Union activity in hospitals: past, present, and future.
Between 1970 and 1980, the percentage of hospitals with one or more collective bargaining contracts increased from 15.7 percent to 27.4 percent. A substantial amount of variation exists in the extent of unionism on the basis of hospital ownership, bed size, and location. Employees are more likely to organize when hospitals in the State are regulated by a mandatory rate-setting program. Unions raise hospital employee's wages--a modal estimate for RNs is about 6 percent; the corresponding figure for nonprofessional employees is about 10 percent. Growth of union activity in hospitals has generally not been a major contributor to hospital wage inflation, and less than 10 percent of the increase in real (relative to the Consumer Price Index) spending for hospital care that occurred during the 1970s can be attributed to union growth. We project that between 45 and 50 percent of all hospitals will have at least one union by 1990.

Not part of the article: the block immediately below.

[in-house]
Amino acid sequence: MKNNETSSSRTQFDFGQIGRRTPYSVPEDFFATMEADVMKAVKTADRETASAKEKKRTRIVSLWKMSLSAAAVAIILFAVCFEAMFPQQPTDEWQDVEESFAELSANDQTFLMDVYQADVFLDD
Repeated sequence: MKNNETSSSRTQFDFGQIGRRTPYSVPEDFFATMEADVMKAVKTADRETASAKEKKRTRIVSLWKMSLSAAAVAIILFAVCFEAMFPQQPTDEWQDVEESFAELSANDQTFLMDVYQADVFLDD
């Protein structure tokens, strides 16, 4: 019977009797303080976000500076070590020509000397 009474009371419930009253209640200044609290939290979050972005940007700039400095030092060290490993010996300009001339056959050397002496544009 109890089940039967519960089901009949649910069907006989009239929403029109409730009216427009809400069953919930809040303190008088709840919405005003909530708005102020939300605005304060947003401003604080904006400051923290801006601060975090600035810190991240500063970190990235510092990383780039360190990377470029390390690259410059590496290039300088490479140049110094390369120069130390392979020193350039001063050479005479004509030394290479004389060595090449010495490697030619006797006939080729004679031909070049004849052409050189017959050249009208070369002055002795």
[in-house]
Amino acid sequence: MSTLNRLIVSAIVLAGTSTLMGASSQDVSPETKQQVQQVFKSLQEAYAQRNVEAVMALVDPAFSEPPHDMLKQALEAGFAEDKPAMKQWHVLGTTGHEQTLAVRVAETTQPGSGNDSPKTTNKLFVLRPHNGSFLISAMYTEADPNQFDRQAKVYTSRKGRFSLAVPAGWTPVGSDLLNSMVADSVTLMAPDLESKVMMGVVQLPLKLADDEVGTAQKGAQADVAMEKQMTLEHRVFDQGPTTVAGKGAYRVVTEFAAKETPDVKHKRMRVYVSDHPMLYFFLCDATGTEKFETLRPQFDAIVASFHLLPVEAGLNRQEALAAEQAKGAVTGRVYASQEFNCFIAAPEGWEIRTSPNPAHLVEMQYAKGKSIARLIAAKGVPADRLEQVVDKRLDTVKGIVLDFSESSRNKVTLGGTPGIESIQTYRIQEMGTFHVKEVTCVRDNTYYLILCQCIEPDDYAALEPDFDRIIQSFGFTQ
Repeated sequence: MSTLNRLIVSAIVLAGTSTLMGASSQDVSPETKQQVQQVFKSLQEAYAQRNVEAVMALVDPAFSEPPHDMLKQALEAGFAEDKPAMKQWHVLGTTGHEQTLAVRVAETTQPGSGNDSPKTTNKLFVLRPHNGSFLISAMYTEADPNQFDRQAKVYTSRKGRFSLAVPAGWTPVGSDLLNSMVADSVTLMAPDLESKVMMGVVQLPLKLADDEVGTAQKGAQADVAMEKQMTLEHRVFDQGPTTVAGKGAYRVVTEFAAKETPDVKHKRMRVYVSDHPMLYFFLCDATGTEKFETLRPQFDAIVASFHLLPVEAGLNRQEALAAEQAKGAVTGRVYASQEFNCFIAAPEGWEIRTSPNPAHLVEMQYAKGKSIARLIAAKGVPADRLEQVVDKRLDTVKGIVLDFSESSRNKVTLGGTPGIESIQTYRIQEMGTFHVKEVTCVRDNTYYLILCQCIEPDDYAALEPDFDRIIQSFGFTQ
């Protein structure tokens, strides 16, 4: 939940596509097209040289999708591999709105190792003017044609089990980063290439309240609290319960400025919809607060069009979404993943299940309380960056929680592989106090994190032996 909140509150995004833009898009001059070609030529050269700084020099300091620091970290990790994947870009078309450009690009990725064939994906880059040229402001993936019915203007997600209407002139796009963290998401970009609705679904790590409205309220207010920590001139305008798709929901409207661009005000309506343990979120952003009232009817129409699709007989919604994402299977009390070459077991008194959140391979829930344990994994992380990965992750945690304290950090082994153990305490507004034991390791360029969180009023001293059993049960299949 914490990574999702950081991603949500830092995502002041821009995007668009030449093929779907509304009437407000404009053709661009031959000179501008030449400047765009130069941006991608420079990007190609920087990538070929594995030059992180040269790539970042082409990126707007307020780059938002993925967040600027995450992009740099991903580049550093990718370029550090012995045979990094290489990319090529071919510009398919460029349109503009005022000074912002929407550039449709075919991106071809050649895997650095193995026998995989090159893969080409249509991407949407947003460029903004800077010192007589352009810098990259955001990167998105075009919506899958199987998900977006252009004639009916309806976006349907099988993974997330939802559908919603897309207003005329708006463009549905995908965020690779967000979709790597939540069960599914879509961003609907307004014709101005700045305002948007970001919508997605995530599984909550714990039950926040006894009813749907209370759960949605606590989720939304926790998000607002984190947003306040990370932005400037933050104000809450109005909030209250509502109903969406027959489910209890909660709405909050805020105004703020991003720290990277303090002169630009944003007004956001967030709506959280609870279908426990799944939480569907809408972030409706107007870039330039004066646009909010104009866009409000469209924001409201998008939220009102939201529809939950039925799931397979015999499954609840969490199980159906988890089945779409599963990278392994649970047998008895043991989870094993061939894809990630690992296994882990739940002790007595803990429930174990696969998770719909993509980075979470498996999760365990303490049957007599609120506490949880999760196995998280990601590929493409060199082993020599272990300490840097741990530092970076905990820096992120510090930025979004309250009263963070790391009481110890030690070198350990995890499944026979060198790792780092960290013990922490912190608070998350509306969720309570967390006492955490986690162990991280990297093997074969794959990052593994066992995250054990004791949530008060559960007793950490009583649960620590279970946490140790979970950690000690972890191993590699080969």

Becker, ER; Sloan, FA; Steinwald, B
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